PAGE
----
Amur maple is a small deciduous tree native to parts of Siberia, Manchuria, and Japan but is grown in North America where it has become invasive in some areas. It is usually multi-stemmed, broadly oval or globe-shaped, and bears clusters of small fragrant pale yellow flowers in early spring. Winged fruits called samaras are red and provide summer color and persist into winter. The medium to dark green three-lobed leaves are early to leaf out in spring and early to turn red or yellow in the fall, but remain on the tree only briefly once they have changed color. Amur maple adapts to a wide range of soils, is tolerant of wind, drought and some shade, transplants easily and tolerates heavy pruning It is cold hardy and makes a useful substitute for Japanese maple (Acer palmatum) in cold areas. A good specimen or patio tree, it can be used as a hedge or screen, grows well in a container, and is used for bonsai in Japan.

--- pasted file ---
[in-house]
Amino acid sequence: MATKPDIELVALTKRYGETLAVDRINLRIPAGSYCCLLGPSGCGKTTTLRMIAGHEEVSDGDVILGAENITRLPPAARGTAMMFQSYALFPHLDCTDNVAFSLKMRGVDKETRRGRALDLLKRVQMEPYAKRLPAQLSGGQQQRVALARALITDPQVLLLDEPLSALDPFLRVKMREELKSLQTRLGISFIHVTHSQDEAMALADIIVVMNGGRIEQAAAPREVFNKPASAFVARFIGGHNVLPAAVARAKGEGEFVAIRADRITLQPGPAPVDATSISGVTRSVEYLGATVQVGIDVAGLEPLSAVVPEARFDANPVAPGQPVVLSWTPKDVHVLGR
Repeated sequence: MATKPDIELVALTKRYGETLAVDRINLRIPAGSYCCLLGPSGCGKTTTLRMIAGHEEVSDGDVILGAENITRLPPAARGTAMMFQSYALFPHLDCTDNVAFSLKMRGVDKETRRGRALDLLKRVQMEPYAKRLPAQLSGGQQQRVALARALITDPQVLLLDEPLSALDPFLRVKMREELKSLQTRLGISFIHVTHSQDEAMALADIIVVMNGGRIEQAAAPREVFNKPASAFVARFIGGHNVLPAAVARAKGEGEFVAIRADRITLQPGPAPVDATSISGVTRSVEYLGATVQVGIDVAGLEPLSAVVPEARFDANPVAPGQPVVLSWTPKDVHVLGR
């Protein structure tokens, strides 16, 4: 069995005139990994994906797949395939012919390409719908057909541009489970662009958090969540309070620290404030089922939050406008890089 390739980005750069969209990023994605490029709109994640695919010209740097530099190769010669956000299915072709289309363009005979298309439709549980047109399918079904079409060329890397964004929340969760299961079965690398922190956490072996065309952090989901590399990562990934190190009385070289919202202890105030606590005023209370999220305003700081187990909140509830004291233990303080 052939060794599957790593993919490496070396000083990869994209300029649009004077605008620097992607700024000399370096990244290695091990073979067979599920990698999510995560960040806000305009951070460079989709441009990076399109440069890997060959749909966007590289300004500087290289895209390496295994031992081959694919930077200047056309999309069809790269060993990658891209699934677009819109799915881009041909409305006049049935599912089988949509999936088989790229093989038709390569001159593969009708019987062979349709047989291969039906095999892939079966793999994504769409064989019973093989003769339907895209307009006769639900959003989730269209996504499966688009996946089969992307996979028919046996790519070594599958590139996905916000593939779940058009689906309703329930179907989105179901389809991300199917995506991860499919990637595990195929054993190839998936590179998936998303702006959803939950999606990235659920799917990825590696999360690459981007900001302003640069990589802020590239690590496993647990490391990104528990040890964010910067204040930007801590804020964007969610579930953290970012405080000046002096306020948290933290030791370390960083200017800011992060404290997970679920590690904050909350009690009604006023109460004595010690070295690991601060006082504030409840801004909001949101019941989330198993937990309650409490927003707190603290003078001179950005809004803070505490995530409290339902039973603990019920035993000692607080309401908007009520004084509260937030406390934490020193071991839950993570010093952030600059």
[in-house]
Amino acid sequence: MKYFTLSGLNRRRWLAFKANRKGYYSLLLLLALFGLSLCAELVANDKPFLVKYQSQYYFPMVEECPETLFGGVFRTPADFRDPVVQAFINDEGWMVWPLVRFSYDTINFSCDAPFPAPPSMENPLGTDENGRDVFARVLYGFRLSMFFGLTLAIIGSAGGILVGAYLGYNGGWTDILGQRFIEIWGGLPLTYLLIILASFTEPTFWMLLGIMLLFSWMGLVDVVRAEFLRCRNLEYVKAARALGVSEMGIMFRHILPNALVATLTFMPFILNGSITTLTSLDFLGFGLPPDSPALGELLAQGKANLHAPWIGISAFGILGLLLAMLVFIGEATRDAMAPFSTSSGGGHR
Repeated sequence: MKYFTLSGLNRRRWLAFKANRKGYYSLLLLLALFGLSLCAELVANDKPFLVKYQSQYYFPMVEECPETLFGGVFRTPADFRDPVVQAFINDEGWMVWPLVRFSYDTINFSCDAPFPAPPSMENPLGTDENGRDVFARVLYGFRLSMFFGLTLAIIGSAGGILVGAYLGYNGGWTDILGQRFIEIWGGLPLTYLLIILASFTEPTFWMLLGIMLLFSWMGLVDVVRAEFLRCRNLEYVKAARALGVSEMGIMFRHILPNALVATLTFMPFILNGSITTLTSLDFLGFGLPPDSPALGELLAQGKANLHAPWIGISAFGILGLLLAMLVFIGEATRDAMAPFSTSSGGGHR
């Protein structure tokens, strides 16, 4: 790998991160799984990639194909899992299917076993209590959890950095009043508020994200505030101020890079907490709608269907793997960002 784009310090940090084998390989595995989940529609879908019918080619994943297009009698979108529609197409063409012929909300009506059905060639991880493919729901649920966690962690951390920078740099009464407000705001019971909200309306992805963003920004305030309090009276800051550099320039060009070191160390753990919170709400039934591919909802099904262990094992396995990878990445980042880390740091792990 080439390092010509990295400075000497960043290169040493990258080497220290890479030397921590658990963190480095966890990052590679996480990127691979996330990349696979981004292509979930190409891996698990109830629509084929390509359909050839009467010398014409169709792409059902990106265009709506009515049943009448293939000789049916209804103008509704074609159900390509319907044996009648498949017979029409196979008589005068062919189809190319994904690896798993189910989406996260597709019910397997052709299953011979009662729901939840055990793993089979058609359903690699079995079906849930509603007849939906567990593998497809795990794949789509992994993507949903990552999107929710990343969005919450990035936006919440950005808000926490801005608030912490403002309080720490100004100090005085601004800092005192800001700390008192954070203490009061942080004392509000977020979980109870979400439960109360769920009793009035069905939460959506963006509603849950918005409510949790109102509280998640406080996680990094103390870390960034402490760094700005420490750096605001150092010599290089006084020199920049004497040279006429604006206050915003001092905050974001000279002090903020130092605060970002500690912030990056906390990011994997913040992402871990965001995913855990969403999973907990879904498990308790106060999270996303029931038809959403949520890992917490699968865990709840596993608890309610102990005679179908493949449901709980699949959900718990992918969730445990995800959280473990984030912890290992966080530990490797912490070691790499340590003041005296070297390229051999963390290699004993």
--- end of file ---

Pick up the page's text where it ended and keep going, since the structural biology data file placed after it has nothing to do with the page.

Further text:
Type: Deciduous tree
Outstanding Feature: Fall coloration
Form: Broad oval or globe-shaped
Growth Rate: Slow
Bloom: Clusters of small, pale yellow fragrant flowers in early spring
Size: 15-20’ H x 15-20’ W
Light: Full sun to partial shade
Soil: Average, moist to dry, well-drained; drought tolerant once established
Hardiness: Zones 3-8
Care: may need pruning to maintain tree form.
Pests and Diseases: Generally pest and disease free but susceptible to verticillium wilt
Propagation: Seed, softwood cuttings
‘Embers’- (Bright red autumn color and red fruit)
‘Flame’- ( Good red autumn color and red fruit)
‘Red Fruit’- (bright red fruit).